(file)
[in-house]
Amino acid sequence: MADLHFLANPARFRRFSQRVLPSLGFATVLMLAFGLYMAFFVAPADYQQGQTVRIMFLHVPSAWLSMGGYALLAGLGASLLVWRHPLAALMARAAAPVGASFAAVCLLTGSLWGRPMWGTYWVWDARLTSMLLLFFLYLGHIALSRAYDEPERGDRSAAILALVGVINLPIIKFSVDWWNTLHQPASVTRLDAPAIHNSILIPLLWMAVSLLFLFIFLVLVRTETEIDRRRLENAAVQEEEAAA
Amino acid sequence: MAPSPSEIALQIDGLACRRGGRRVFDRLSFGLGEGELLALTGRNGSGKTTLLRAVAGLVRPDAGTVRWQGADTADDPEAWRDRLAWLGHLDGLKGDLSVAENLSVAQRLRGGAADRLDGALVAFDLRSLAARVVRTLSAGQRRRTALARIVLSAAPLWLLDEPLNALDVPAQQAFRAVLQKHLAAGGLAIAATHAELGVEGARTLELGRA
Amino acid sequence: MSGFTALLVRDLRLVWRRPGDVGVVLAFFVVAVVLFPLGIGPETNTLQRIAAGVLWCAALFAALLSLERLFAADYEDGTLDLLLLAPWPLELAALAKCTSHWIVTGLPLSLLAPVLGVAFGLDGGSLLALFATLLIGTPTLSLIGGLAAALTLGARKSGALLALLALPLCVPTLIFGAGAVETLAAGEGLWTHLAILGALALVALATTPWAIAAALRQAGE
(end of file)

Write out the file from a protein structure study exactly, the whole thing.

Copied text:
[in-house]
Amino acid sequence: MADLHFLANPARFRRFSQRVLPSLGFATVLMLAFGLYMAFFVAPADYQQGQTVRIMFLHVPSAWLSMGGYALLAGLGASLLVWRHPLAALMARAAAPVGASFAAVCLLTGSLWGRPMWGTYWVWDARLTSMLLLFFLYLGHIALSRAYDEPERGDRSAAILALVGVINLPIIKFSVDWWNTLHQPASVTRLDAPAIHNSILIPLLWMAVSLLFLFIFLVLVRTETEIDRRRLENAAVQEEEAAA
Amino acid sequence: MAPSPSEIALQIDGLACRRGGRRVFDRLSFGLGEGELLALTGRNGSGKTTLLRAVAGLVRPDAGTVRWQGADTADDPEAWRDRLAWLGHLDGLKGDLSVAENLSVAQRLRGGAADRLDGALVAFDLRSLAARVVRTLSAGQRRRTALARIVLSAAPLWLLDEPLNALDVPAQQAFRAVLQKHLAAGGLAIAATHAELGVEGARTLELGRA
Amino acid sequence: MSGFTALLVRDLRLVWRRPGDVGVVLAFFVVAVVLFPLGIGPETNTLQRIAAGVLWCAALFAALLSLERLFAADYEDGTLDLLLLAPWPLELAALAKCTSHWIVTGLPLSLLAPVLGVAFGLDGGSLLALFATLLIGTPTLSLIGGLAAALTLGARKSGALLALLALPLCVPTLIFGAGAVETLAAGEGLWTHLAILGALALVALATTPWAIAAALRQAGE